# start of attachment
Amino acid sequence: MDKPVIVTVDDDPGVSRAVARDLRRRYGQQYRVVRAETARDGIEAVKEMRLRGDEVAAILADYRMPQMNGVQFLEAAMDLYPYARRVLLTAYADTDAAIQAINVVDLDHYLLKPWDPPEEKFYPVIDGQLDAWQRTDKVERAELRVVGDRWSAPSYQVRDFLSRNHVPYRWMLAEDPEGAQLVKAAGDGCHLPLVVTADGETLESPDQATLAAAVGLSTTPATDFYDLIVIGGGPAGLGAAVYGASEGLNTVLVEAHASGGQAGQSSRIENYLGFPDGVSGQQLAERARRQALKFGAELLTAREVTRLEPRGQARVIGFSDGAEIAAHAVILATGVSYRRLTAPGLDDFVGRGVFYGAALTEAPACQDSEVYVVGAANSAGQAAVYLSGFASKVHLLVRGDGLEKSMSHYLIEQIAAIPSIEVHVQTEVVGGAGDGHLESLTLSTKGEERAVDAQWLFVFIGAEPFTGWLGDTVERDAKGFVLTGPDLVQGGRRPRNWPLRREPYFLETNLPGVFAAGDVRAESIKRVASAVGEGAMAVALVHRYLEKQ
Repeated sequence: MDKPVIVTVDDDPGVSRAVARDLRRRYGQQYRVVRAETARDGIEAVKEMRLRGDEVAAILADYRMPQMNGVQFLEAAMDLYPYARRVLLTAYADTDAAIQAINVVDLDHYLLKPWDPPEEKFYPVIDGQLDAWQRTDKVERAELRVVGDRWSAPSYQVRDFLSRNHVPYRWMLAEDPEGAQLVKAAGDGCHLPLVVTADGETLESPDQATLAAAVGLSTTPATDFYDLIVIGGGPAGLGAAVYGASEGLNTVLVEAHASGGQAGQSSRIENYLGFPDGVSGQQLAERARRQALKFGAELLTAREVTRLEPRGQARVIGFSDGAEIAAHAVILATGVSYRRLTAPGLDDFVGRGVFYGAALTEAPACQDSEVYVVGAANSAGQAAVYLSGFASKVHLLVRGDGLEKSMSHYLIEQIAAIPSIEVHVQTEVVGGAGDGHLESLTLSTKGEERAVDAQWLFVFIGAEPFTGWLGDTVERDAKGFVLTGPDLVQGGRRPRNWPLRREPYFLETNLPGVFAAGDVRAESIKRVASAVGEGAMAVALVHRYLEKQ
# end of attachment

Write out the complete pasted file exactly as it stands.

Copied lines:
Amino acid sequence: MDKPVIVTVDDDPGVSRAVARDLRRRYGQQYRVVRAETARDGIEAVKEMRLRGDEVAAILADYRMPQMNGVQFLEAAMDLYPYARRVLLTAYADTDAAIQAINVVDLDHYLLKPWDPPEEKFYPVIDGQLDAWQRTDKVERAELRVVGDRWSAPSYQVRDFLSRNHVPYRWMLAEDPEGAQLVKAAGDGCHLPLVVTADGETLESPDQATLAAAVGLSTTPATDFYDLIVIGGGPAGLGAAVYGASEGLNTVLVEAHASGGQAGQSSRIENYLGFPDGVSGQQLAERARRQALKFGAELLTAREVTRLEPRGQARVIGFSDGAEIAAHAVILATGVSYRRLTAPGLDDFVGRGVFYGAALTEAPACQDSEVYVVGAANSAGQAAVYLSGFASKVHLLVRGDGLEKSMSHYLIEQIAAIPSIEVHVQTEVVGGAGDGHLESLTLSTKGEERAVDAQWLFVFIGAEPFTGWLGDTVERDAKGFVLTGPDLVQGGRRPRNWPLRREPYFLETNLPGVFAAGDVRAESIKRVASAVGEGAMAVALVHRYLEKQ
Repeated sequence: MDKPVIVTVDDDPGVSRAVARDLRRRYGQQYRVVRAETARDGIEAVKEMRLRGDEVAAILADYRMPQMNGVQFLEAAMDLYPYARRVLLTAYADTDAAIQAINVVDLDHYLLKPWDPPEEKFYPVIDGQLDAWQRTDKVERAELRVVGDRWSAPSYQVRDFLSRNHVPYRWMLAEDPEGAQLVKAAGDGCHLPLVVTADGETLESPDQATLAAAVGLSTTPATDFYDLIVIGGGPAGLGAAVYGASEGLNTVLVEAHASGGQAGQSSRIENYLGFPDGVSGQQLAERARRQALKFGAELLTAREVTRLEPRGQARVIGFSDGAEIAAHAVILATGVSYRRLTAPGLDDFVGRGVFYGAALTEAPACQDSEVYVVGAANSAGQAAVYLSGFASKVHLLVRGDGLEKSMSHYLIEQIAAIPSIEVHVQTEVVGGAGDGHLESLTLSTKGEERAVDAQWLFVFIGAEPFTGWLGDTVERDAKGFVLTGPDLVQGGRRPRNWPLRREPYFLETNLPGVFAAGDVRAESIKRVASAVGEGAMAVALVHRYLEKQ